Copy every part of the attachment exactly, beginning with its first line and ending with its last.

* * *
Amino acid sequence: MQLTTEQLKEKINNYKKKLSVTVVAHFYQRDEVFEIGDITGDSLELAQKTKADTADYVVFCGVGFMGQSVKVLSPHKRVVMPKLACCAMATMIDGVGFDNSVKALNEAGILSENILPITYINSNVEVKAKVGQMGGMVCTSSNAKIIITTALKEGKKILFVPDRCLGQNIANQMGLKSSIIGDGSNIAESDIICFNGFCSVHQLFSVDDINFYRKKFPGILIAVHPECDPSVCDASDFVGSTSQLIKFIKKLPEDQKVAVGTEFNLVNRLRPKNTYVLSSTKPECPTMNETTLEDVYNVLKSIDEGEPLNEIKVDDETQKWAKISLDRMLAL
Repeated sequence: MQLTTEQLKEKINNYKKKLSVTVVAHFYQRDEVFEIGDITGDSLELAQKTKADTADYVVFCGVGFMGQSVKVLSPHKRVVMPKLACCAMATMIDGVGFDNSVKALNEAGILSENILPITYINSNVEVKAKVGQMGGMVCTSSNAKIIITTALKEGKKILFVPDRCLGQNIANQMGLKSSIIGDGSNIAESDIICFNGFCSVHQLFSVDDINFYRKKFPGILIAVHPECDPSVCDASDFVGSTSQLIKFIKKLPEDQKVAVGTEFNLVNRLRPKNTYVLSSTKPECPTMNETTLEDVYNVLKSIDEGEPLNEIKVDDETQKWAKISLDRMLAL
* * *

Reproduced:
Amino acid sequence: MQLTTEQLKEKINNYKKKLSVTVVAHFYQRDEVFEIGDITGDSLELAQKTKADTADYVVFCGVGFMGQSVKVLSPHKRVVMPKLACCAMATMIDGVGFDNSVKALNEAGILSENILPITYINSNVEVKAKVGQMGGMVCTSSNAKIIITTALKEGKKILFVPDRCLGQNIANQMGLKSSIIGDGSNIAESDIICFNGFCSVHQLFSVDDINFYRKKFPGILIAVHPECDPSVCDASDFVGSTSQLIKFIKKLPEDQKVAVGTEFNLVNRLRPKNTYVLSSTKPECPTMNETTLEDVYNVLKSIDEGEPLNEIKVDDETQKWAKISLDRMLAL
Repeated sequence: MQLTTEQLKEKINNYKKKLSVTVVAHFYQRDEVFEIGDITGDSLELAQKTKADTADYVVFCGVGFMGQSVKVLSPHKRVVMPKLACCAMATMIDGVGFDNSVKALNEAGILSENILPITYINSNVEVKAKVGQMGGMVCTSSNAKIIITTALKEGKKILFVPDRCLGQNIANQMGLKSSIIGDGSNIAESDIICFNGFCSVHQLFSVDDINFYRKKFPGILIAVHPECDPSVCDASDFVGSTSQLIKFIKKLPEDQKVAVGTEFNLVNRLRPKNTYVLSSTKPECPTMNETTLEDVYNVLKSIDEGEPLNEIKVDDETQKWAKISLDRMLAL